A member of the custodial staff at Los Angeles' Union Station, taking extra care in the waiting area -- all part of enhanced cleaning efforts at major transit hubs in response to COVID-19.


During a pandemic like this, one may be worried about the cheapest method of virus inactivation at home. Well, Viruses are the most abundant and tiniest of creatures. For instance, the rhinoviruses that cause the common cold can be so small that 500 million of it would barely fit into a pinhead.  Technically, viruses are barely considered living things, but, a sandwich of proteins and genetic materials capable of survival and replication.

They can practically infect all life forms including bacteria!!! So, its size isn’t the only striking feature.

On its own, a virus is functionally inactive until it enters a living cell referred to as a host. The virus outside a host is vulnerable, so much so that a solvent/detergent treatment is the method of choice to inactivate lipid-coat enveloped viruses such as the novel coronavirus.

Regardless of this extracellular vulnerability, viruses are favored by dynamic environmental conditions. In other words, a virus becomes deathly in a favorable environment. Thankfully, there are actions to inactivate a multitude of known and unknown viruses while in their extracellular environment.  A few of these will be highlighted.

Virus inactivation at home?

The subject of virus inactivation during a pandemic cannot be over flogged. Physically, our homes may feel clean and tidy yet millions of germs remain suspended in the air in the formed aerosol and on the surfaces we touch each day. Contrary to popular belief, as people, we live and interact with viruses quite often. This definitely leaves room for infection.

In the course of the pandemic, here are simple ways to go about virus inactivation or decreasing the survival of viruses (including coronaviruses) on surfaces and in the air around you.

How to disinfect your environment by controlling humidity (Amount of water vapor in the air)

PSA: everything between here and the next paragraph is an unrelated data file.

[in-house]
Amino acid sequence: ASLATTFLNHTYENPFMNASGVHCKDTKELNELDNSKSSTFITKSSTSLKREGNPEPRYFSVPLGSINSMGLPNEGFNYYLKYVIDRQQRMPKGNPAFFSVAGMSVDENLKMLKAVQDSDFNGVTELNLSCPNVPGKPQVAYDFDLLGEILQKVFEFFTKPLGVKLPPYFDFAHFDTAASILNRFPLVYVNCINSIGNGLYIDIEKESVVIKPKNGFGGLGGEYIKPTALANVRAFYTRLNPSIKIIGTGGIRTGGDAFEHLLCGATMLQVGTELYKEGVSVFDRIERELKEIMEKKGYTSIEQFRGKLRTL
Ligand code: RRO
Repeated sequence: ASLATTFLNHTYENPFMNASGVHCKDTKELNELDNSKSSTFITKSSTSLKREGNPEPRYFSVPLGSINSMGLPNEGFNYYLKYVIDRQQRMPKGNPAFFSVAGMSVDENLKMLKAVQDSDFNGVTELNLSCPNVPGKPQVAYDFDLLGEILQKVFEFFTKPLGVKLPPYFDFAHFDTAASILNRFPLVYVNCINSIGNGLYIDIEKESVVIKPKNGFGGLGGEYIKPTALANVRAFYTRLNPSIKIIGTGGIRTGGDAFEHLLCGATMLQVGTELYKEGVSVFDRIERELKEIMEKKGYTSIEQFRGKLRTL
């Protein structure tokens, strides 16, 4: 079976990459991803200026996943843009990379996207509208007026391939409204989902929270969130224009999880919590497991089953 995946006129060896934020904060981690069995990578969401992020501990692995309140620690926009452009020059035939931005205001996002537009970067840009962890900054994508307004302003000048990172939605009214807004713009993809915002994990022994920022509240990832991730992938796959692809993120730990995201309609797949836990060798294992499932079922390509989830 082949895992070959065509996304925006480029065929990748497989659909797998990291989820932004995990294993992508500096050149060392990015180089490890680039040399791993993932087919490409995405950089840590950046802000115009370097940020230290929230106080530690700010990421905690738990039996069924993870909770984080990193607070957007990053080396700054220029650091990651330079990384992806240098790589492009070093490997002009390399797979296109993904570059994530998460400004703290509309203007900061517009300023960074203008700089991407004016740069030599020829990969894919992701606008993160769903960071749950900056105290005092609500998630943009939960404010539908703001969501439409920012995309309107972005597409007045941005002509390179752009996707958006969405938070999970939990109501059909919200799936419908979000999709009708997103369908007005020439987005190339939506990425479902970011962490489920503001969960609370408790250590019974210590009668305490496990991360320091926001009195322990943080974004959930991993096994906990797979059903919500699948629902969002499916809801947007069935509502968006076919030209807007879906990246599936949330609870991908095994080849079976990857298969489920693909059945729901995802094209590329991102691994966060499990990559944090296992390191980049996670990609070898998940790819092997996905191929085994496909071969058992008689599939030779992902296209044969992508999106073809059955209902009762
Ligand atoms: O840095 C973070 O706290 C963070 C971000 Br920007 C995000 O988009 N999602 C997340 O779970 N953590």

In cold, dry weather, especially during winter, temperatures and humidity levels can drop to as low as 10%. This makes our eyes feel dry and easily irritated and our skins get flaky and itchy. As humidity intensifies, it dries out the mucous membrane lining the respiratory tract. This makes us more prone to nosebleeds, cold, flu, and other infections such as COVID-19.

To live through this, we begin to spend significantly more time indoors and this poses another health risk.

In 2013, a review of nearly 40 peer-reviewed studies conducted over the last decade showed that people who kept their homes at 40-60% relative humidity had fewer flu viruses lingering in the air and on surfaces like sink faucets, door handles, and countertops. This invariably means these people had fewer cases during the flu season.



The use of a portable humidifier can impede virus survival in the air and decrease its potency if the relative humidity is promptly regulated.

Using a humidifier also relieves nasal congestions and coughs during winter. Its use is highly recommended by the American Academy of Paediatrics.

How can one measure humidity levels at home? A hygrometer. Hygrometers provide a digital, yet readable data of the relative humidity in your home and are quite affordable.

How to use UV (Ultra Violet )lights to inactivate viruses

Virus inactivation

The use of germicidal UV light is capable of inactivating microorganisms such as bacteria and viruses. It is known that 1 to 3 hours exposure would reduce the amount of virus tenfold (i.e. from 1,000 particles to 100); seemingly, it would merely take four times as long to reduce 1,000 viral particles to less than 1. Hence, UV light is mutagenic (affecting an organism’s genetic material).